evaluated (Pollard et al 2015). These
guidelines emphasise the challenges of
achieving patient and public involvement
in research and evaluation and offer
practical solutions. Involving patients
and members of the public in evaluations
requires care, time, clarity of purpose and
flexibility; it also requires effective logistics,
communication skills and planning. For
example, there is the challenge of logistical
realities when involving members of the
public who have specific involvement needs
because of impairments or disabilities.
Challenges in evaluation
Unrealistic expectations
Funders and organisations commissioning
an evaluation may sometimes expect more
than can be delivered. Evaluators should
be clear about the aims and objectives of
the evaluation and what can and cannot
be achieved (Parry et al 2013). The project
aims and objectives should be referred
to regularly as it develops, to ensure the
evaluation is continuing to deliver what
was intended.
Staff and members of the public involved
in evaluations may also have expectations,
either as participants or members of the
evaluation team. The evaluation team
should make clear to participants what
they are committing to and what will
be expected of them. There may also be
tensions between practice requirements
and time for the evaluation, particularly
when clinical staff are involved. It is
important that managers understand the
time commitments involved and have
agreed to support staff release and staff
contributions to the evaluation. This
requires negotiation and agreement of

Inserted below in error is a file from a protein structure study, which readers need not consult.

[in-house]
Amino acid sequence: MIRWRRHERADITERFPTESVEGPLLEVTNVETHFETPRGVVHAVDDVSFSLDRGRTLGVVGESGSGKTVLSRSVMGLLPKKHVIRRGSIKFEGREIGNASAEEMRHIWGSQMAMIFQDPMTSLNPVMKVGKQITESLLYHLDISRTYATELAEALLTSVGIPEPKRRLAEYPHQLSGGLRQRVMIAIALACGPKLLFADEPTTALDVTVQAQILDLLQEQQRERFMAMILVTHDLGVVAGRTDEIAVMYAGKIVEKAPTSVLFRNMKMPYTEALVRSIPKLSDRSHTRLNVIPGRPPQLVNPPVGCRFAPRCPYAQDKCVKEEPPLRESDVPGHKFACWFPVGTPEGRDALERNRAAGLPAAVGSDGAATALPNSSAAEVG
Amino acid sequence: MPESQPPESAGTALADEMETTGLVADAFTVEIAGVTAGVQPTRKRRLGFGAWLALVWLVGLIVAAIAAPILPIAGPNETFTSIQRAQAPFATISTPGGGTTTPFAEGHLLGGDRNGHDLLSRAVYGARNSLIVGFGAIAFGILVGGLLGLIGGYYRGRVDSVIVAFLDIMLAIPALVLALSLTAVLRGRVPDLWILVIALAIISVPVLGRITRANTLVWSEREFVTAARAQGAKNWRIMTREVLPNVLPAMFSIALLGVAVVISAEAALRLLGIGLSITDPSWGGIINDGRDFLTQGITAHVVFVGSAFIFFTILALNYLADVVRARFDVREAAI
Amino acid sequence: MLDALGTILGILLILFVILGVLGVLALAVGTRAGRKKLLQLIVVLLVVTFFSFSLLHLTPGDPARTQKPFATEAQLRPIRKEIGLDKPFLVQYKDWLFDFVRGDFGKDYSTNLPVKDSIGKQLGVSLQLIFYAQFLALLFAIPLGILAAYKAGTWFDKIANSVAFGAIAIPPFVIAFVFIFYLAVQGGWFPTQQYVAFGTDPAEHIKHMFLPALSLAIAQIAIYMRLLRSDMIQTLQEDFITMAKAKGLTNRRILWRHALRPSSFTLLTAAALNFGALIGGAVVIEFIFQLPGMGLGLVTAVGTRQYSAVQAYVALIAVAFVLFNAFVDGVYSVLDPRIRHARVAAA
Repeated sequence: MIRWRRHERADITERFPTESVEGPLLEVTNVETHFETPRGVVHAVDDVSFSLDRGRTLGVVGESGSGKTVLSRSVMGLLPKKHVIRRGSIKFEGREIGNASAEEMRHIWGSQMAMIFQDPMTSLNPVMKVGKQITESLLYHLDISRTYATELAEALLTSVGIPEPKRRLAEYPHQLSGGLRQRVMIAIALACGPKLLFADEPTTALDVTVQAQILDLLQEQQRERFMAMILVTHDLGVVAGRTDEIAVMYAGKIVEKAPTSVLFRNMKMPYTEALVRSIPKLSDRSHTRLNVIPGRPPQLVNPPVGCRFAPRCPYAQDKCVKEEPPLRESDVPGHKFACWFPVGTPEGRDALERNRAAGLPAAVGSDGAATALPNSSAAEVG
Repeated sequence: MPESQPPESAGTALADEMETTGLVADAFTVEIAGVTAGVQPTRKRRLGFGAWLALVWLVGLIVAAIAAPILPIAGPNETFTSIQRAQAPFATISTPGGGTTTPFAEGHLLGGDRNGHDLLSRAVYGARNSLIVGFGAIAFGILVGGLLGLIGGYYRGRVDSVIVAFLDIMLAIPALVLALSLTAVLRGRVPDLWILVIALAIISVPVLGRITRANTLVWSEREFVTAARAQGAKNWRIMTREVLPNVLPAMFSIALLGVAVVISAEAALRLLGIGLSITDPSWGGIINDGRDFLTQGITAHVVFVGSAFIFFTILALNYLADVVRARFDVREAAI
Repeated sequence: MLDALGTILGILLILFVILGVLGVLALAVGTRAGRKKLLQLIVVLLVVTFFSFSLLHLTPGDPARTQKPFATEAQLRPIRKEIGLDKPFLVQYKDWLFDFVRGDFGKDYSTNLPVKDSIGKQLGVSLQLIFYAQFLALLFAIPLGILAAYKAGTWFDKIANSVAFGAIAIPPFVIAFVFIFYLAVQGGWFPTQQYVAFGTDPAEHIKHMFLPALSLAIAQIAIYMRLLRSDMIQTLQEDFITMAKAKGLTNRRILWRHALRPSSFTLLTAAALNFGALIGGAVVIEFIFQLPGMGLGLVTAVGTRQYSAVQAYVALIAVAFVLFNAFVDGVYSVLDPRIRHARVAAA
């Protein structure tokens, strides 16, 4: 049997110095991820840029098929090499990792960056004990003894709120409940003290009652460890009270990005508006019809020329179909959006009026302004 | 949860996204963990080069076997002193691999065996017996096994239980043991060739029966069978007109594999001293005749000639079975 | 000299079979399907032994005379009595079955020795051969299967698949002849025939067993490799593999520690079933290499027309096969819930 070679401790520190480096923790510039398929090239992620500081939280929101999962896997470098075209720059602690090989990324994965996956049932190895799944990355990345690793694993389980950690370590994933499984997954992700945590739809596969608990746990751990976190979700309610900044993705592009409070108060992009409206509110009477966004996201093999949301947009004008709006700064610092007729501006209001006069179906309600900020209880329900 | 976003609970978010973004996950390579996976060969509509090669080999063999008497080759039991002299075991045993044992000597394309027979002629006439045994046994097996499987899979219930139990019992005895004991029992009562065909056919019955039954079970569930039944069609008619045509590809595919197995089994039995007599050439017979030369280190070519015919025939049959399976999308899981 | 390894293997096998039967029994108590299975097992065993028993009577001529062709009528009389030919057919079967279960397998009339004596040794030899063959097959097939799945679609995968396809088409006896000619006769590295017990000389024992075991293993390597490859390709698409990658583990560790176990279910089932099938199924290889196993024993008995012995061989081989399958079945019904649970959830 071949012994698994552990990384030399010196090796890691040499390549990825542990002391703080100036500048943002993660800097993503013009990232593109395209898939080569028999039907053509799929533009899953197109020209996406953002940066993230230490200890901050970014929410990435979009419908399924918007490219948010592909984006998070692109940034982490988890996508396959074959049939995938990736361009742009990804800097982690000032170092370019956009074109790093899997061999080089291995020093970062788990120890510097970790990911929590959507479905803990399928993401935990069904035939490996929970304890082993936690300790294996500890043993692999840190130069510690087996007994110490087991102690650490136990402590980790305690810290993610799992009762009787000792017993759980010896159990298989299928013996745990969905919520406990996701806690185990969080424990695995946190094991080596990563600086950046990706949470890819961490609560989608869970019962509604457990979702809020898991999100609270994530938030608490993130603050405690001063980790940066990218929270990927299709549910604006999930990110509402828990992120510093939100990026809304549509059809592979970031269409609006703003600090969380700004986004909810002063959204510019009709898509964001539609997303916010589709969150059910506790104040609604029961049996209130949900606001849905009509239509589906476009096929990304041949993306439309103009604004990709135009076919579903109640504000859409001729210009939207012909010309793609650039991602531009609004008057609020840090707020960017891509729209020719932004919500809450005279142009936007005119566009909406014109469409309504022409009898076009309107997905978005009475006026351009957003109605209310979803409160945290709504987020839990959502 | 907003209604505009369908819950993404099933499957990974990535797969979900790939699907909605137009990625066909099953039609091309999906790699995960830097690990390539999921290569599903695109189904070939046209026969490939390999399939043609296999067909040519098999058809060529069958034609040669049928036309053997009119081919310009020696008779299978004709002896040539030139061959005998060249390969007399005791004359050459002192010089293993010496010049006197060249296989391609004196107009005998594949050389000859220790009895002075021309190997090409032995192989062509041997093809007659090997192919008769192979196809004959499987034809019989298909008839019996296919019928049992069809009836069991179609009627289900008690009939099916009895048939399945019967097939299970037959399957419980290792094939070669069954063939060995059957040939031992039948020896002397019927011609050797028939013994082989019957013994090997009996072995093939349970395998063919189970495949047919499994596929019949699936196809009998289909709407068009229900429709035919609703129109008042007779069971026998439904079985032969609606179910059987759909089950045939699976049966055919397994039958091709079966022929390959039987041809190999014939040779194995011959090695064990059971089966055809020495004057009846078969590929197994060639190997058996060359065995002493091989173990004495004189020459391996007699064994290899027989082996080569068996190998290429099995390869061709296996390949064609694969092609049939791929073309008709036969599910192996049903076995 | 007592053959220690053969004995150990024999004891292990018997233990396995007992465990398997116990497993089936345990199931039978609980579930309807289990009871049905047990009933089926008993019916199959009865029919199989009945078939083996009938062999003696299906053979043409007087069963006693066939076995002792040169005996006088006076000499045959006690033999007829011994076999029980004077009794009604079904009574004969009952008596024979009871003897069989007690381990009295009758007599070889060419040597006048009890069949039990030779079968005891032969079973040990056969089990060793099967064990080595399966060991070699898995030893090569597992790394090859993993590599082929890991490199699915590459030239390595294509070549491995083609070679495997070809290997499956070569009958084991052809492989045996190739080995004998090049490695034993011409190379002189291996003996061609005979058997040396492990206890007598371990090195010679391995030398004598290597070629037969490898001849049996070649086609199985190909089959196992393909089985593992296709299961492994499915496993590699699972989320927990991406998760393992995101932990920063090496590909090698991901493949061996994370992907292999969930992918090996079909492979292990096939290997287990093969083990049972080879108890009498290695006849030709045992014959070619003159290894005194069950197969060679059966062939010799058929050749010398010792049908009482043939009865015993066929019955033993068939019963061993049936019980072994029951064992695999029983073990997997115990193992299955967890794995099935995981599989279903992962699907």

resources early in the evaluation, and
may include a budget commitment in the
evaluation project to fund additional staff
There can be challenges in identifying
and recruiting the essential partners for
an evaluation. Failing to identify all
partners may lead to some people being
excluded. This may affect the evaluation
and hinder the evaluation process, so
that there may be reduced commitment
to recruitment and data collection. If the
evaluation is undertaken from a distance,
it can be difficult to determine the local
sensitivities, expectations or experiences
of the partners involved or to assess their
support for the evaluation.
It is important to employ strategies to
engage partners and participants. This can
be done by identifying local advocates who
can promote the project, by using methods
to support recruitment such as posters or
media advertising, or ensuring the project
funders are able to help with recruitment.
Evaluations are often long-term
projects and there may be changes in the
organisation or staff involved during the
evaluation. A change in personnel may
result in essential contacts being replaced
by others. New staff may have different
working styles, less engagement with the
evaluation or different expectations and
interpretations of what the evaluation is
seeking to achieve. This can be particularly
challenging if written communication does
not reflect what has been verbally agreed.
Thus, it is important that the evaluation
team acknowledge and respond to any
changes to the project aims and objectives.
This may include informing new staff
of the project. Alternatively, this may
require alterations to the project aims or
proposed plan, if the project funders or
commissioners of the evaluation change.
Cultural environment
By definition, evaluation takes place when
a change in practice has been made or
suggested (Pollard et al 2015). Staff may